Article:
(dpa) - Police in the Baltic nation of Latvia on Wednesday said they have been searching for Leonid Rozhetskin, a US millionaire of Russian origin, who disappeared from his home, amidst signs of foul play.
Police found blood stains, broken furniture turned upside-down in his private home at the resort town of Jurmala, outside the Latvian capital, Riga. They have located Rozhetskin's car as well as his private plane, on which he landed in the Baltic nation last weekend.
"I am anxious about the case and I understand that nothing good has happened there. ... There must have been some violence," chief of Latvian State Police Aldis Lieljuksis told Latvian Public Radio on Wednesday.
He added he hoped fast forensic tests would determine the origin of the blood stains.
In 2006, Russian prosecutors placed the 42-year-old Rozhetskin, who disappeared early Sunday morning, on an international search list for an alleged fraud involving 40 million dollars. The Latvian authorities assume his disappearance is connected with his business dealings.
Recently, Rozhetskin moved into the media industry, setting up a free business newspaper in London, City A.M. and co-founded a Los Angeles-based feature film production L+E Productions.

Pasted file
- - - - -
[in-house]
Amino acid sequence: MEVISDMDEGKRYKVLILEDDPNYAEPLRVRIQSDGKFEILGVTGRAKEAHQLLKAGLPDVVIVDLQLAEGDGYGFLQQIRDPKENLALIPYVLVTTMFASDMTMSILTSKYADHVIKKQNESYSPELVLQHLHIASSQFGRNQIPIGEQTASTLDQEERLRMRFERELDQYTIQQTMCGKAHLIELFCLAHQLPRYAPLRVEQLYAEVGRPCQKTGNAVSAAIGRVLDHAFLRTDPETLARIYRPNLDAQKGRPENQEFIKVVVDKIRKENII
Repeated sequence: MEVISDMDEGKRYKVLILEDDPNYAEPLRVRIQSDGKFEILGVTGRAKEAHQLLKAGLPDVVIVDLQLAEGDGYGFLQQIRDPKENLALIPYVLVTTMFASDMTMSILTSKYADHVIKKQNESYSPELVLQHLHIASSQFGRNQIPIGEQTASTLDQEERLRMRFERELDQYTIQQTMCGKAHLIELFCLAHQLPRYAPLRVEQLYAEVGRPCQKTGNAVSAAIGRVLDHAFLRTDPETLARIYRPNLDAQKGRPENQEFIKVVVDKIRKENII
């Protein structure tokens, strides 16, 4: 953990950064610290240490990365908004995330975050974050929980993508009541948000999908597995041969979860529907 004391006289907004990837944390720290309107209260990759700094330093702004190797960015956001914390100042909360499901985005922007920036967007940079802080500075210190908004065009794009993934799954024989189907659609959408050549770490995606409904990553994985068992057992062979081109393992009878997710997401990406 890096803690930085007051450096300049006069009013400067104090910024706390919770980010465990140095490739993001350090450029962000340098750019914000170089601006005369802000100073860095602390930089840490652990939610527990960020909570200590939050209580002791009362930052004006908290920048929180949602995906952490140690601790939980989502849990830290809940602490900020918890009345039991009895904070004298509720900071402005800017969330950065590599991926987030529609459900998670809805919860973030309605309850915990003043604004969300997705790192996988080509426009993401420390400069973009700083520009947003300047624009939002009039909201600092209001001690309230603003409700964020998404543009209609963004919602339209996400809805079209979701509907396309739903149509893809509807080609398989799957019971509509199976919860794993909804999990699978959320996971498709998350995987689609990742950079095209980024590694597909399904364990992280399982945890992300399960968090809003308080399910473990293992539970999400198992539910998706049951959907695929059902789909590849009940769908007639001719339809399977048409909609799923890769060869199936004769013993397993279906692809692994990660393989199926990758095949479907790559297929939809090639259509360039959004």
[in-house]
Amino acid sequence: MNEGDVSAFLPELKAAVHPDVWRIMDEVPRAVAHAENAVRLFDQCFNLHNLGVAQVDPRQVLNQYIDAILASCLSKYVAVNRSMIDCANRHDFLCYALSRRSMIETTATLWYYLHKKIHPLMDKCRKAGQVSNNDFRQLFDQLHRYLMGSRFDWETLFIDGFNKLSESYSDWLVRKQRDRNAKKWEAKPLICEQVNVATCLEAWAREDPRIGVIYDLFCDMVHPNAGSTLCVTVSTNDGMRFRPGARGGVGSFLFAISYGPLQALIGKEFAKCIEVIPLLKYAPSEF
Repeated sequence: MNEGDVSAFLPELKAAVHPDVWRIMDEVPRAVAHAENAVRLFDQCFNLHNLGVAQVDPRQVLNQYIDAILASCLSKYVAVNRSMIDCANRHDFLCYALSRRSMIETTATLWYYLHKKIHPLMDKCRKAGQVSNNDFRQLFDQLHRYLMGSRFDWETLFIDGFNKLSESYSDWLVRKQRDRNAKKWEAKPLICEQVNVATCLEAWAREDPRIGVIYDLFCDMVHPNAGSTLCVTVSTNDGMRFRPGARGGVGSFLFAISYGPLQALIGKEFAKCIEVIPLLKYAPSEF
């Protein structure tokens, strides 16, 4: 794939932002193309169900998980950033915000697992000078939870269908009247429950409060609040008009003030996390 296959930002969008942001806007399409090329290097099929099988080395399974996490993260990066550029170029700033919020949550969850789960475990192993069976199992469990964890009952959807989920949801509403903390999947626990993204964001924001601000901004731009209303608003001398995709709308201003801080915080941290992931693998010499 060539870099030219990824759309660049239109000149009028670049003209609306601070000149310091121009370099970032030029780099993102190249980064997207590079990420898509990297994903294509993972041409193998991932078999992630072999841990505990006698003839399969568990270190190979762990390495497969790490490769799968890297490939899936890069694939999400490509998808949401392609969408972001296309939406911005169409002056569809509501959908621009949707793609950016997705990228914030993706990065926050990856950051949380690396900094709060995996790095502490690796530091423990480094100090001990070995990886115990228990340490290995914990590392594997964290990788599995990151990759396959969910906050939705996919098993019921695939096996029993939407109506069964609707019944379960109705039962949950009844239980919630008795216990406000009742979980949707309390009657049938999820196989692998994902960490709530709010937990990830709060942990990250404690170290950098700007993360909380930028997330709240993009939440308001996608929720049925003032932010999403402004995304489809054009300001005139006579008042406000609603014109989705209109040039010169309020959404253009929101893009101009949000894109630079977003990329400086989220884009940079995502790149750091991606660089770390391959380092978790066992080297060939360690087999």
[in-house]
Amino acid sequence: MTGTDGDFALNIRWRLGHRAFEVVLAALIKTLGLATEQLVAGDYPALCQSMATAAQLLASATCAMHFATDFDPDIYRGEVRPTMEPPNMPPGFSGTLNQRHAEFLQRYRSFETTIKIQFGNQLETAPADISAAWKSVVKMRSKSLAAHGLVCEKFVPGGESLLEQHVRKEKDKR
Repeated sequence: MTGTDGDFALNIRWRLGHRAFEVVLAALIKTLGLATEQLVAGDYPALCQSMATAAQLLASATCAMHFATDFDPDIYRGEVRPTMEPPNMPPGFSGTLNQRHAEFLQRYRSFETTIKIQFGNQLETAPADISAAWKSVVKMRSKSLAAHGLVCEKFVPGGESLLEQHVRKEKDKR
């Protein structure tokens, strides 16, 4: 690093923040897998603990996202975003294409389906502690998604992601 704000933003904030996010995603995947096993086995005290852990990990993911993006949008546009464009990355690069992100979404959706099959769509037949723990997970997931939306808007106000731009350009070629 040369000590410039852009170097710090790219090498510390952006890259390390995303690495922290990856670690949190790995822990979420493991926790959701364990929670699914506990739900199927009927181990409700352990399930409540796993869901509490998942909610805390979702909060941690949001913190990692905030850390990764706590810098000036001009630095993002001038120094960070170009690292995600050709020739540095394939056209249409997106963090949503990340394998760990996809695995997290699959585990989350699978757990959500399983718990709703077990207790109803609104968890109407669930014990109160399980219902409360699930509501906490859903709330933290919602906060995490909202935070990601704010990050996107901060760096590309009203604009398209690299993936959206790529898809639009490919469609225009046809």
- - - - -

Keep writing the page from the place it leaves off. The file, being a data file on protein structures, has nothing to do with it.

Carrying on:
According to unofficial information, Rozhetskin arrived in Latvia alone on his private plane on Saturday and planned to return to the US on Tuesday.
From 2001 to 2005, Rozhetskin used to be the vice-president of Russian Norilsk Nickel metalworks, Russia's largest mining company and the world's largest miner of nickel and palladium metals, and his investment company LV Finance used to own one fourth of Russia's third largest mobile phone operator MegaFon.
The Russian prosecutor's office believes that through a complicated financial transaction, Rozhetskin stole a large sum of money from a Russian telecommunications company Ipoc, which was meant for purchasing shares of the mobile operator.
Born in Russia in 1966, Rozhetskin emigrated with his family to the United States in 1980, according to his website. He graduated from Columbia University and Harvard Law School.
One year after the collapse of the Soviet Union in 1991, he returned to Russia to set up a legal firm, and later moved into the finance sector, founding an investment bank and a venture capital firm.
From 1992 to 1994, he worked as an attorney in the US.